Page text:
MPs take evidence on impact of spending cuts on science

03 February 2010

The Science and Technology Committee holds an oral evidence session in relation to its inquiry into the impact of spending cuts on science and scientific research. Watch live from 9.30am.

Witnesses

9.30am

  • Lord Broers, House of Lords Science and Technology Committee
  • Professor Brian Cox, School of Physics and Astronomy, University of Manchester
  • Nick Dusic, Director, Campaign for Science and Engineering

10.30am

  • Iain Gray, Chief Executive, Technology Strategy Board
  • Dr Tony Peatfield, Director of Corporate Affairs, Medical Research Council
  • Professor Michael Sterling, Chair, Science and Technology Facilities Council
  • Professor Alan Thorpe, Chair, Research Councils UK

With concerns growing about the effects of cuts in public spending on science, engineering and technology (SET), the Science and Technology Committee is examining the impact of spending cuts on SET and scientific research.

The Committee's inquiry is looking at:

  • the process for deciding where to make cuts in SET spending
  • what evidence there is on the feasibility or effectiveness of estimating the economic impact of research, both from a historical perspective (for QR funding) and looking to the future (for Research Council grants)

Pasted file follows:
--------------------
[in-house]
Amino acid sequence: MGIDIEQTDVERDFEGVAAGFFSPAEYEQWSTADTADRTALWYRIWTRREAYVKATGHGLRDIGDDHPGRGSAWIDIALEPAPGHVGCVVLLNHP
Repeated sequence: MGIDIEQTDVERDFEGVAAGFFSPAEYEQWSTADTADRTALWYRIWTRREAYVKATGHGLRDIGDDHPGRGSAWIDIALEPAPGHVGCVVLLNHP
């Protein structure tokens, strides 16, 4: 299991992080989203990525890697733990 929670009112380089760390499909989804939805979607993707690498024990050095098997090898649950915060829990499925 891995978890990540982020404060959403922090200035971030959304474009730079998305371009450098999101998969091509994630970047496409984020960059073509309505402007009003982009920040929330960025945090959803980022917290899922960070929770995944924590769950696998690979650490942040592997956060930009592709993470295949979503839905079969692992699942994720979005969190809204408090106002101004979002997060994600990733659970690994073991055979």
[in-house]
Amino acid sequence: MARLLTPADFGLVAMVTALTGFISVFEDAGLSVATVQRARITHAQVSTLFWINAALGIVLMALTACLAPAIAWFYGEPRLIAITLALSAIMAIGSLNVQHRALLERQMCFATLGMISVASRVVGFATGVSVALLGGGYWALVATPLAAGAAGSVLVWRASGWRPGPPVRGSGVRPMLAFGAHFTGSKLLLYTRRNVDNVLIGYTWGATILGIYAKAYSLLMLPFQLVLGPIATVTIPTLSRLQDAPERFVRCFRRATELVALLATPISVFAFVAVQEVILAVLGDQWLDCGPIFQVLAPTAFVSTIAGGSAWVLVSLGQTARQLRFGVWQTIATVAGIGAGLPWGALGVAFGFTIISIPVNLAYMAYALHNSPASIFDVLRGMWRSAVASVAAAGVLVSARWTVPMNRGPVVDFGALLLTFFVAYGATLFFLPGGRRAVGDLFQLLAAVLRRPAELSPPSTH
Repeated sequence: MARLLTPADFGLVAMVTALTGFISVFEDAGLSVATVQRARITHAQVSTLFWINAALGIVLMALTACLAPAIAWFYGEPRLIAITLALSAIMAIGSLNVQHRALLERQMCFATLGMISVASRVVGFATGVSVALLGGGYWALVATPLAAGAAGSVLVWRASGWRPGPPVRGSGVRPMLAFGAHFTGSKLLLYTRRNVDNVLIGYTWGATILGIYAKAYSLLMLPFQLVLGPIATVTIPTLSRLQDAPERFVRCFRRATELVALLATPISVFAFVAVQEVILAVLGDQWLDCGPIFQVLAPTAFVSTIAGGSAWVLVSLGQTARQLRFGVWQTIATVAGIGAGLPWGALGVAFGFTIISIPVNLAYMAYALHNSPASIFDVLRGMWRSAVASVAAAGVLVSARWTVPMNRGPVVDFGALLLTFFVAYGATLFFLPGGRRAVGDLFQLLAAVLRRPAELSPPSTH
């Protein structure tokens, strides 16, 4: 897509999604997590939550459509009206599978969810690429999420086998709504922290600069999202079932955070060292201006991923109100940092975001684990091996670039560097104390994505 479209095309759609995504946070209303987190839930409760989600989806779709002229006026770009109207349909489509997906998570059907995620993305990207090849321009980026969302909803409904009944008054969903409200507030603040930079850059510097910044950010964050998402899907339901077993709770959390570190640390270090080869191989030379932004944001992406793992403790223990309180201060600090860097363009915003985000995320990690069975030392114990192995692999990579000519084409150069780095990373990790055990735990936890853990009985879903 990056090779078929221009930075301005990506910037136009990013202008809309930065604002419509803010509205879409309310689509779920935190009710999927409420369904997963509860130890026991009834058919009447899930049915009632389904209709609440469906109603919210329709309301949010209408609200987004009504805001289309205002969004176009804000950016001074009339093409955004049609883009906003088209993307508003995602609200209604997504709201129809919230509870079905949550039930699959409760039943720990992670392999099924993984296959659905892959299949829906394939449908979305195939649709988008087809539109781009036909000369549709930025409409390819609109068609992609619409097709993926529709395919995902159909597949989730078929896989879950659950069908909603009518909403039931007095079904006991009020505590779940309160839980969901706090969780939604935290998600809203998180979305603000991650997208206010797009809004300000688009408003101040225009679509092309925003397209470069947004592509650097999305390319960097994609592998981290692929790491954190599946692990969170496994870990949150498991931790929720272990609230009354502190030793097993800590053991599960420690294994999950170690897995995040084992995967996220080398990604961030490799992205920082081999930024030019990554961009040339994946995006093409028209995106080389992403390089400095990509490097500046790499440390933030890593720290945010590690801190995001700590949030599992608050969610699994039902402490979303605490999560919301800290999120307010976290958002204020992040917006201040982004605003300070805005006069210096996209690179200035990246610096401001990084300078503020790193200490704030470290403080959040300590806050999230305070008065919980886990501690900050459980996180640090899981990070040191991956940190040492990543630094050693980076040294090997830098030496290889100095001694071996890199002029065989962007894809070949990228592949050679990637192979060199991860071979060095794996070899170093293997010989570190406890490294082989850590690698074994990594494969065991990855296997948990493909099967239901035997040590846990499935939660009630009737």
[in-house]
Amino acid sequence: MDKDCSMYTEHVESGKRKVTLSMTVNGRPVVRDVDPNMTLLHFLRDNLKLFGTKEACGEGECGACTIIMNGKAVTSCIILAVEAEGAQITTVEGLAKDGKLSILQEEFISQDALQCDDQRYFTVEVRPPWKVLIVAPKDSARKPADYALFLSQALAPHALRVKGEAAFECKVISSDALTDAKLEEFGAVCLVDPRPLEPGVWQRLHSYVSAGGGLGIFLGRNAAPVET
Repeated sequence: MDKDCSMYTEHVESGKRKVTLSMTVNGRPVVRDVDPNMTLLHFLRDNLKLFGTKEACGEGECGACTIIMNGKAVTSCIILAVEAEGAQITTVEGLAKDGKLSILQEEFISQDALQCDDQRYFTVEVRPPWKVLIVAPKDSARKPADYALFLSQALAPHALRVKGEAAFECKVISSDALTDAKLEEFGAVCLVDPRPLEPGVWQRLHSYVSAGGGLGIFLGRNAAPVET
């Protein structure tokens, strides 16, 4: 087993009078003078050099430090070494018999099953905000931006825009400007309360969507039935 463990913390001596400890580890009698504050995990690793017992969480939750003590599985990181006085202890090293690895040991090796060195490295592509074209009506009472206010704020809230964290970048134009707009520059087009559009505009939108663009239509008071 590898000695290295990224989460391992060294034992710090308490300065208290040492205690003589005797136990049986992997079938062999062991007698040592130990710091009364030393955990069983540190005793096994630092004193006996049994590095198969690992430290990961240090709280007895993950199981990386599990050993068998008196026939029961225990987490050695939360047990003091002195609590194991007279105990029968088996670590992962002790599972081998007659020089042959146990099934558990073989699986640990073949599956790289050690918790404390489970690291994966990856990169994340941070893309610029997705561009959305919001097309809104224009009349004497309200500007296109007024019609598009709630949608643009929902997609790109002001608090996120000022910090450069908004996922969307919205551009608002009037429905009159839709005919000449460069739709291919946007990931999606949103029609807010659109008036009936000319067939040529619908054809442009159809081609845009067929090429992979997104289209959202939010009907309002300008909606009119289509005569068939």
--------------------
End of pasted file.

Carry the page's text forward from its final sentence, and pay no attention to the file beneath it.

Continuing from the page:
• the differential effect of cuts on demand-led and research institutions
  • the implications and effects of the announced STFC budget cuts
  • the scope of the STFC review announced on 16 December and currently underway
  • the operation and definition of the science budget ring-fence, and consideration of whether there should be a similar ring-fence for the Higher Education Funding Council for England research budget and departmental research budgets
  • whether the Government is achieving the objectives it set out in the 'Science and innovation investment framework 2004-2014: next steps', including, for example, making progress on the supply of high quality science, technology, engineering and mathematics (STEM) graduates to achieve its overall ambitions for UK science and innovation
  • whether the extra student support, which the Government announced on 20 July 2009 for 10,000 higher education places, delivered students in science, technology, engineering and mathematics courses
  • the effect of HEFCE cuts on the 'unit of funding' for STEM students

Image: iStockphoto

More news on: Parliament, government and politics, Parliament, Science and technology, Research and innovation, Science, Commons news, Committee news

Share this page